We live in a society which emphasizes tolerance and respect for difference. It is not uncommon for people in our society to interact with numerous people from many different backgrounds. Members of previous generations were not as likely to cross over ethnic, religious, racial and class boundaries with the same ease as members of current generations. As a result, when contemporary young adults' dating patterns and mate selection patterns are compared with the social norms from their parents' and grandparents' generation, research indicates that people are not only mixing, but are also intermarrying in record numbers. Couples' comments in this study corroborated this latter observation. Participants also repeatedly drew comparisons between their own perceptions of intermarriage, and their parents’ and grandparents’ view. Many of their observations are succinctly described below.
Participants repeatedly offered the following observations:
- Past generations of Greek Orthodox Christians attended services because the church met their ethnoreligious needs. By comparison, present generations are less likely to be as connected to their ethnic roots.
- Many Greek Orthodox Churches are still decidedly ethnocentric entities. However, as each successive generation loses touch with its ethnic background, ethnocentric attitudes are either disappearing or softening.
- In the near future, most Greek Orthodox Churches will likely survive as a result of the religious connections their members have, and not because of their members’ ethnic background.
- While younger married cohorts have a connection to their faith and culture, they are decidedly more likely to mix with non-Greeks than their parents, and their grandparents. Participants speculated that this might be the case because their cultural and religious ties are weaker than previous generation’s ties.
- Previous generations spoke more Greek, and intermarried with less frequency. Their need to hear English in Church was not as great as it is today. By comparison, many Greek Americans are less likely to speak Greek, and more likely to intermarry. As a result, contemporary congregations that are filled with intermarried couples are less interested in hearing Greek and have a greater need to hear the services celebrated in the vernacular.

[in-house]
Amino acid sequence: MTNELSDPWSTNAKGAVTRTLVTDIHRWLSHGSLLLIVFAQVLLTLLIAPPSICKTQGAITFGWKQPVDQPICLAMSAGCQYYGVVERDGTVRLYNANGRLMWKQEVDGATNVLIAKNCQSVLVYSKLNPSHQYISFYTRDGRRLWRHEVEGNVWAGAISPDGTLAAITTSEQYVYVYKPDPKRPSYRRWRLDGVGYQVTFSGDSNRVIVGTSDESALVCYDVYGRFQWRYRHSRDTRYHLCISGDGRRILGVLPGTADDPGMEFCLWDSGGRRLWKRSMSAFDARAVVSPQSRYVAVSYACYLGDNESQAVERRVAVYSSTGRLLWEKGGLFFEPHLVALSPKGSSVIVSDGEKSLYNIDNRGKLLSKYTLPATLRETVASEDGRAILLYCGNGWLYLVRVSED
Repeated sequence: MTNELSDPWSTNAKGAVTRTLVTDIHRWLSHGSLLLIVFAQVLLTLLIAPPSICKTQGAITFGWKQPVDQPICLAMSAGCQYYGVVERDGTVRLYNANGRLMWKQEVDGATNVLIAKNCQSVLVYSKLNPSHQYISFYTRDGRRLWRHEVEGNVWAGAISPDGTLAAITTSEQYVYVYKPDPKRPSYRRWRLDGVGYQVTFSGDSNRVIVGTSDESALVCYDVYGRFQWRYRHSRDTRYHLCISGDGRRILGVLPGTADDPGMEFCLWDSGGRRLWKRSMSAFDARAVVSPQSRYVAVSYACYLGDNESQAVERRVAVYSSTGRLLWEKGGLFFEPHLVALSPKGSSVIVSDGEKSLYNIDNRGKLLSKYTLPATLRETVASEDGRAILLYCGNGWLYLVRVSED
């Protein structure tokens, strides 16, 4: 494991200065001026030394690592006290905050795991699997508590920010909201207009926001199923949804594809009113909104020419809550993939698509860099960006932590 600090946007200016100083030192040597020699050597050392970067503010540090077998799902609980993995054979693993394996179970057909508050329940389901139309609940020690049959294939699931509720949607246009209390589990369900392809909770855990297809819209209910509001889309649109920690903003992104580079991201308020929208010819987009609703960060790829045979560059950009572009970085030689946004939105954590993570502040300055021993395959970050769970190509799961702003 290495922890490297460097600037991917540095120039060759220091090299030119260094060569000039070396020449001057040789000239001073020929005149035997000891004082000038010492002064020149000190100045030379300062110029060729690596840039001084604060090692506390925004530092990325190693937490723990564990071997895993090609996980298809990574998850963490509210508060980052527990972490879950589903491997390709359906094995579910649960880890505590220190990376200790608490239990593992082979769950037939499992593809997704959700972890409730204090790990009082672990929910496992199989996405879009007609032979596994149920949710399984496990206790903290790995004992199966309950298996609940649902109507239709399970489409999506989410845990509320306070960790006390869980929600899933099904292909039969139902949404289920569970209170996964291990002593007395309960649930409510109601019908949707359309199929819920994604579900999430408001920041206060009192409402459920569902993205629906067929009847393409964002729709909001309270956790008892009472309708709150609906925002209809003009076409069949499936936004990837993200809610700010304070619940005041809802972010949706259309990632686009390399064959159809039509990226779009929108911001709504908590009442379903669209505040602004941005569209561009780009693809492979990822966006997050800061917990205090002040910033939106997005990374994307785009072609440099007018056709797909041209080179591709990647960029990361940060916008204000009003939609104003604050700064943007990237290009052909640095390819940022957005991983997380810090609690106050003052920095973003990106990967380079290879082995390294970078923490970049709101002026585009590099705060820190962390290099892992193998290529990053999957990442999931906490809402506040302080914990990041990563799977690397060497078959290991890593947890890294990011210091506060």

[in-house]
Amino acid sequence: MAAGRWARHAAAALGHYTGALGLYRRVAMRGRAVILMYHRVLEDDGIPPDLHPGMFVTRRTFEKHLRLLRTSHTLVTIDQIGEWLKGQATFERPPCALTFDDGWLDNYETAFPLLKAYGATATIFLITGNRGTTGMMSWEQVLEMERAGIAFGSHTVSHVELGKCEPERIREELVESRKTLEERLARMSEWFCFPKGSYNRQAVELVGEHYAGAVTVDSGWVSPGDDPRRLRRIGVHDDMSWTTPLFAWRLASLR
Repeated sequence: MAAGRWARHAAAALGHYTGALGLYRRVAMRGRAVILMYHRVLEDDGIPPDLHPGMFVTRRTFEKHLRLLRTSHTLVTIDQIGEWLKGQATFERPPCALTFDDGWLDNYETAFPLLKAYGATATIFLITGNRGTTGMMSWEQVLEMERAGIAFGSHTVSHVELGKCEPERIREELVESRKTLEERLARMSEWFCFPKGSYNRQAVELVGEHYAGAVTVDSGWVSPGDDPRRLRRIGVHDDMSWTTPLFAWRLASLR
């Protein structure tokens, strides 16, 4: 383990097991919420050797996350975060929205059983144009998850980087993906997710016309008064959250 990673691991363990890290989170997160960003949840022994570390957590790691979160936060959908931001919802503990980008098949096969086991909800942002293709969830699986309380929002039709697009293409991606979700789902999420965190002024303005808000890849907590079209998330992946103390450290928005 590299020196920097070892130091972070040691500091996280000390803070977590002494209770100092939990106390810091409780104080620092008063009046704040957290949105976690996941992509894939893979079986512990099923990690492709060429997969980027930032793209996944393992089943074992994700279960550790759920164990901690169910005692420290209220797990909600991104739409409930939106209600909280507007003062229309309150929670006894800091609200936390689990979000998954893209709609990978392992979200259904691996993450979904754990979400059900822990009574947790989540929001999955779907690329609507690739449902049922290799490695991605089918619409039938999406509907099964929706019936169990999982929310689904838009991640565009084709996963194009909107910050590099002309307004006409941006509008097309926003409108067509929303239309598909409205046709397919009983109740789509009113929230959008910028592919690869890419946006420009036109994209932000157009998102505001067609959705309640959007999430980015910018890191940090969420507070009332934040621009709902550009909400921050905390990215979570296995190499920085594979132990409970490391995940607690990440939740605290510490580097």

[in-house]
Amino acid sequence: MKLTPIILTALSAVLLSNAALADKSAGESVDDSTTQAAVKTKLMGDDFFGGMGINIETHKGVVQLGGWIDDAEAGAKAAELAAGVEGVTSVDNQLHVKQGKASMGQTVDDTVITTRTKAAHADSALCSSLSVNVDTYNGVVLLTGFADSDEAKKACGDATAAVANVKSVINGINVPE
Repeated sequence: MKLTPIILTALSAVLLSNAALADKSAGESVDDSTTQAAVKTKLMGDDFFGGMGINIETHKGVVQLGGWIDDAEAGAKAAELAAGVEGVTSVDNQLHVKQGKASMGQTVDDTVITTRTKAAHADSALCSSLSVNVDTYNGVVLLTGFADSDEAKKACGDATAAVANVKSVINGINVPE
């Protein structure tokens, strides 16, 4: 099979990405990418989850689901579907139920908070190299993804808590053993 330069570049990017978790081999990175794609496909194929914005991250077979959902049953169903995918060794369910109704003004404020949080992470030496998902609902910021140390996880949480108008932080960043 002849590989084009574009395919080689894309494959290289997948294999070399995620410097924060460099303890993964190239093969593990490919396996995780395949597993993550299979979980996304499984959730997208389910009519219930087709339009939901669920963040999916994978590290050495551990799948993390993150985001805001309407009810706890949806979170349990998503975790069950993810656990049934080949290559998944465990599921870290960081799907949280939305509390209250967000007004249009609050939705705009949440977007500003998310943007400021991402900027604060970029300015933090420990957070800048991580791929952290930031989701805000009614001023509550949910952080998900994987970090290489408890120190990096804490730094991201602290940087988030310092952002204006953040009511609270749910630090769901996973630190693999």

- When compared with previous generations, younger married cohorts are less likely to view the world in ethnocentric and nationalistic terms.
- Preferences regarding family worship are also different. Previous generations were more likely to childproof the church. Participants speculated that because children could be disruptive, they were sent to Sunday School during liturgy. Baby Boomers and “X”ers are more tolerant of children’s distractions, value family worship and want their children to experience the services with their parents.
- According to participants’ comments, the primary factors motivating contemporary couples decision to marry are (a) perceived compatibility, and (b) their love for one another. Conversely, respondents stated that their parents, and especially their grandparents, were often not the primary reasons why they married. Many members of previous generations were motivated to marry as a result of family connections and pragmatic concerns such as the size of a perspective bride’s dowry.
- Participants also stated that they believed their generation had more permission to crossover ethnic and religious boundaries than their parents and grandparents. They stated that previous generations believed that intermarriages were likely to fail because of couple differences. By comparison, contemporary dating partners do not ascribe to this logic. They are less concerned with a person’s religious and cultural background than previous generations. Their interest is more focused on selecting someone who has a similar value system. In relation to these points, participants stated that they were more concerned with selecting someone with a similar Christian value system rather than someone from the same religious and cultural background. They also believed that their mutual love for one another, and their willingness to make their marriage work, would help them resolve any challenges they encountered related to their religious and cultural differences. Current generations place a higher value on other factors. Compatibility issues, and their mutual love for one another, cause them believe that these factors will make their marriages successful. The thought of arranged marriages and, or limiting their search to a certain pool of people seems alien and out of step with today’s societal standards and so, does not cross their minds.
- Finally, participants stated that they were not was not as likely for them to accept the Church's teachings when compared to previous generations. Intermarried spouses indicated that they would not blindly accept certain rules without a “good, convincing” explanation. They further stated that they were more likely to reject church teachings than previous generations if they perceived them as being harmful to individual, couple and family well-being.